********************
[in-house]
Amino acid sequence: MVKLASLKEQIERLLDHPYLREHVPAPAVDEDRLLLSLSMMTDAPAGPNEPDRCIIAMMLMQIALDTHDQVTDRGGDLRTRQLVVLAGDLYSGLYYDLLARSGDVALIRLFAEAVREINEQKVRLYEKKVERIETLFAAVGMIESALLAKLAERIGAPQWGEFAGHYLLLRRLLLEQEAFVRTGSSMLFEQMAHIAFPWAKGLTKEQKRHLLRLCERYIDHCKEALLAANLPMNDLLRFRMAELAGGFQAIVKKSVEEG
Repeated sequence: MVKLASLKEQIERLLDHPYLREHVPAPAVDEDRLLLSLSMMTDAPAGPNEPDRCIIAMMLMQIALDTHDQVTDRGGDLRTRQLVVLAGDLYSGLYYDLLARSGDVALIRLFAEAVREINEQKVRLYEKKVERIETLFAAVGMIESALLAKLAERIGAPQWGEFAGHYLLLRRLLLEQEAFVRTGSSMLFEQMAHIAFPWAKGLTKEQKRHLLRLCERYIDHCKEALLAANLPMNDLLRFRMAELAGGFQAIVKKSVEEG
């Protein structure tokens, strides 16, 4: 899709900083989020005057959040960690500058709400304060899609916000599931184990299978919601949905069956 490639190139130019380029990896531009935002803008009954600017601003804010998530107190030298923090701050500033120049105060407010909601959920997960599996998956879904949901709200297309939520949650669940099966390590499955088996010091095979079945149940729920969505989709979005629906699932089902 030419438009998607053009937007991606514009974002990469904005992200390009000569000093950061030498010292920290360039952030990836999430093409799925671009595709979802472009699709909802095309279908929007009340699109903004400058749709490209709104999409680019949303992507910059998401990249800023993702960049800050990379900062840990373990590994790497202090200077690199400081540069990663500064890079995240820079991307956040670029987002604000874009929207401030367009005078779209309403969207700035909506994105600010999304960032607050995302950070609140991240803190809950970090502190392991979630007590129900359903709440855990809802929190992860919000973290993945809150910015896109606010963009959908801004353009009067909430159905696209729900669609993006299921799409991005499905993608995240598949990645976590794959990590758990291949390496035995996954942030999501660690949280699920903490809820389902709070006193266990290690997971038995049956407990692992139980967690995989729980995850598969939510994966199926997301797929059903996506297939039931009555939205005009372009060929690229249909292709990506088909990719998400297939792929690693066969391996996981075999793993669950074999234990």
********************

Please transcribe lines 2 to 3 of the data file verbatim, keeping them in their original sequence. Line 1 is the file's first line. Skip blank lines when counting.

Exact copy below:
Amino acid sequence: MVKLASLKEQIERLLDHPYLREHVPAPAVDEDRLLLSLSMMTDAPAGPNEPDRCIIAMMLMQIALDTHDQVTDRGGDLRTRQLVVLAGDLYSGLYYDLLARSGDVALIRLFAEAVREINEQKVRLYEKKVERIETLFAAVGMIESALLAKLAERIGAPQWGEFAGHYLLLRRLLLEQEAFVRTGSSMLFEQMAHIAFPWAKGLTKEQKRHLLRLCERYIDHCKEALLAANLPMNDLLRFRMAELAGGFQAIVKKSVEEG
Repeated sequence: MVKLASLKEQIERLLDHPYLREHVPAPAVDEDRLLLSLSMMTDAPAGPNEPDRCIIAMMLMQIALDTHDQVTDRGGDLRTRQLVVLAGDLYSGLYYDLLARSGDVALIRLFAEAVREINEQKVRLYEKKVERIETLFAAVGMIESALLAKLAERIGAPQWGEFAGHYLLLRRLLLEQEAFVRTGSSMLFEQMAHIAFPWAKGLTKEQKRHLLRLCERYIDHCKEALLAANLPMNDLLRFRMAELAGGFQAIVKKSVEEG